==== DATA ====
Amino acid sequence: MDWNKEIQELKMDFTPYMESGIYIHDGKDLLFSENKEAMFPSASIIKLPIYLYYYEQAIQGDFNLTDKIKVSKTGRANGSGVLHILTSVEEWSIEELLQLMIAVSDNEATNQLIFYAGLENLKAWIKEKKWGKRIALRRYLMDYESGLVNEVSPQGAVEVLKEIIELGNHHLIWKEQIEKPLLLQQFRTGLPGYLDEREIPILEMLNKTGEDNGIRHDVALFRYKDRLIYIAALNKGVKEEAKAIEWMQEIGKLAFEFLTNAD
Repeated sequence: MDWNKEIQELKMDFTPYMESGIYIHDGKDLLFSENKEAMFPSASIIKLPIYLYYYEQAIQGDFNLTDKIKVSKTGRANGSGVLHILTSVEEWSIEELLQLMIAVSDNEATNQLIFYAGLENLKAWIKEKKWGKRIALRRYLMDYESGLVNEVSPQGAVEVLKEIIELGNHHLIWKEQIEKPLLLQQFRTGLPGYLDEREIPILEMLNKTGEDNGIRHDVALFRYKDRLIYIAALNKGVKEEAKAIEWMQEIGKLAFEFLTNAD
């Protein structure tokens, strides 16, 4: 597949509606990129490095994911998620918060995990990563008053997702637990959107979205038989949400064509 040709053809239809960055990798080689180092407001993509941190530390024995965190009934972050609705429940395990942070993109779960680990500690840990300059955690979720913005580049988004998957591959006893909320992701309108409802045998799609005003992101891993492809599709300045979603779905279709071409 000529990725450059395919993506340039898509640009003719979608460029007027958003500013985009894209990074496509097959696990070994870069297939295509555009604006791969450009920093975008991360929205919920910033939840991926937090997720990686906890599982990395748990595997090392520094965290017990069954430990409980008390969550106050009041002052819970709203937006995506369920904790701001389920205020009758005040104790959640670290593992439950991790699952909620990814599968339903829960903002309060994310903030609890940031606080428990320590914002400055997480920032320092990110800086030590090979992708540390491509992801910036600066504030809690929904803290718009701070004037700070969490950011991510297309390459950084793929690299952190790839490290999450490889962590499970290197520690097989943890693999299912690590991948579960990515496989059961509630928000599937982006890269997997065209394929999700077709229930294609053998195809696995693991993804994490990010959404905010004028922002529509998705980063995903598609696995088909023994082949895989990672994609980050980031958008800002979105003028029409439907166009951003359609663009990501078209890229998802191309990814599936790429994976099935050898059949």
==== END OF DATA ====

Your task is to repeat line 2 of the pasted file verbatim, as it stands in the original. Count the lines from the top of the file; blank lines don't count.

Repeated sequence: MDWNKEIQELKMDFTPYMESGIYIHDGKDLLFSENKEAMFPSASIIKLPIYLYYYEQAIQGDFNLTDKIKVSKTGRANGSGVLHILTSVEEWSIEELLQLMIAVSDNEATNQLIFYAGLENLKAWIKEKKWGKRIALRRYLMDYESGLVNEVSPQGAVEVLKEIIELGNHHLIWKEQIEKPLLLQQFRTGLPGYLDEREIPILEMLNKTGEDNGIRHDVALFRYKDRLIYIAALNKGVKEEAKAIEWMQEIGKLAFEFLTNAD